Tell Your Story Well (Part Three)

Nonprofit, Fundraising

In this final blog of the series “Tell Your Story Well,” we will explore three “best practices” to help your financial supporters care.

In all of your communication (appeals, thanks, and reports) you should focus on the people you serve and how their lives have been changed because of the support of your givers.

Best Practice #1

Communicate Impact

1. Illustrate your

a. Outcomes (Darius has hope that transcends life in his gang-infested neighborhood), and
b. Results (Sutapa has freedom and dignity she never knew before learning to sew).

In order to do this…

2. Resist the urge to focus on

a. Activities (tutoring, sports, meal delivery, music instruction),
b. Details of how you operate your program (our three airplanes are expensive to keep up, we mentor young men in small groups), or
c. Accomplishments (We distributed 2,000 meals or enrolled 132 children after school).

Best Practice #2

Credit the Giver

1. Drop your organization out of the picture.
2. Use giver-focused language.
3. Help givers know how their giving makes a difference.

In other words, connect the giver to the changed life. Here’s how…

As you tell your story, drop your organization out of the picture (thank you to Doug Shaw for this illustration).
We are tempted to say that the donor’s gift to us helped to make an impact. Our communication can look like this:

Giver –> Organization –> Changed Life

Instead, let the donor know that they made the impact and let your message communicate this:

Giver –> Changed Life

Using giver-focused language will help you do that. Here are some examples:

– Because you care and give…Darius has hope.
– Your prayers and gifts have helped…Sutapa to be safe for the first time in her life.
– I thank the Lord for your faithfulness…
– Your partnership helped Sam discover…that there are alternatives to gang life.
– With God’s provision through you…
– The support of friends like you has helped children like Emma…learn how to read and excel in school.
– Thank you for helping men like Edward…learn to live a sober life.
– By God’s grace and with your help…

Versus the most egregious…Giver-focused language is NOT:

Help us meet our budget so that we can continue our outreach.

Another way to “Credit the Giver” is to help them know specifically how their giving makes a difference in someone’s life.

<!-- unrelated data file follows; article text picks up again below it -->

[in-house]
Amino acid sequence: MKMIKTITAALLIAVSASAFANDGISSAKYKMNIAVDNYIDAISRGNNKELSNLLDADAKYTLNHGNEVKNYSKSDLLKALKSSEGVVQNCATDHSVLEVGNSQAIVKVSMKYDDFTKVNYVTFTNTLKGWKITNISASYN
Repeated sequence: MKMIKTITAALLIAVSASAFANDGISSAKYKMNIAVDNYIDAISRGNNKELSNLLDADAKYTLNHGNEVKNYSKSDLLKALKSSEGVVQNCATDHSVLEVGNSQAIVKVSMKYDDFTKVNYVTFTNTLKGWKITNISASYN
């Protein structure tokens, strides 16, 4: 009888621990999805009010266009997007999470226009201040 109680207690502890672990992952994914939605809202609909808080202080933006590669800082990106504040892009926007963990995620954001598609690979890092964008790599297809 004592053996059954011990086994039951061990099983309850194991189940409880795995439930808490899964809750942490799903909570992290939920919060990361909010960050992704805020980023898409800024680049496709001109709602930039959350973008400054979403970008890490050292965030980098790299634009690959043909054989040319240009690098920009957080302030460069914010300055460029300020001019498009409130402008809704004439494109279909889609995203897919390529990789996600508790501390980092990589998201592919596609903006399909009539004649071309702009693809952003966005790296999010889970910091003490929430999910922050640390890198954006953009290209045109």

Answer this question: How will or how did $50, $500, or $5,000 help?
Examples:

– One weekend of camp costs $180. Will you help bring one ($180), two ($360), or three ($540) children like Mario to camp this summer?
– Each mentoring group like the one that God used to turn Darius’s life around takes $500 a year to run. Will you sponsor 10 of these groups next year?

The third way you can help givers care and consequently to act is:

Best Practice #3

Tell One Story

“If I look at the masses, I will never act. If I look at one, I will.”
– Mother Theresa

When it comes to our hearts and what helps us care, one individual trumps the masses.

Translating that to your work means that:

One representative story that communicates your impact is more effective in connecting givers with the life-changing work you do than details of activities, strategies, and statistics.

How to tell ONE story:

Take me to the front lines…all the way there.
– Push it all toward a changed life.
– Tell me about one person whose life was changed.
Who has hope because of what you do every day?
– Use a name. Tell me specifics.
– Show me faces…pictures with captions move your story forward.

Some have called this the “Anne Frank syndrome.” We know about the atrocities of the Nazis because we know Anne’s story. We understand the horror of millions of people who died because Anne wrote in her diary.

We can extrapolate that principle with our givers.

Tell one story:

– Find your Anne.
– Tell her story.
– Tell me how I can help.

When you recognize:

1. Why people give, and
2. The disconnect between why they give and how we tend to communicate, then you are on your way to helping people (your givers) be a part of the amazing work you do.

As you practice, you’ll get better at communicating impact (not activities), crediting the giver (not your organization), and telling one story (not the story of many).

1. Communicate impact. It is about changed or saved lives.
2. Credit the giver for the changed life, and
3. Tell one story. Find your Anne.

Our work changes lives every day. Tell THAT story well.

Who is your Anne? I’d love to hear.

By Denise Kuhn, CFRE

You can read the first two blogs in this series here:
Tell Your Story Well (Part One)
Tell Your Story Well (Part Two)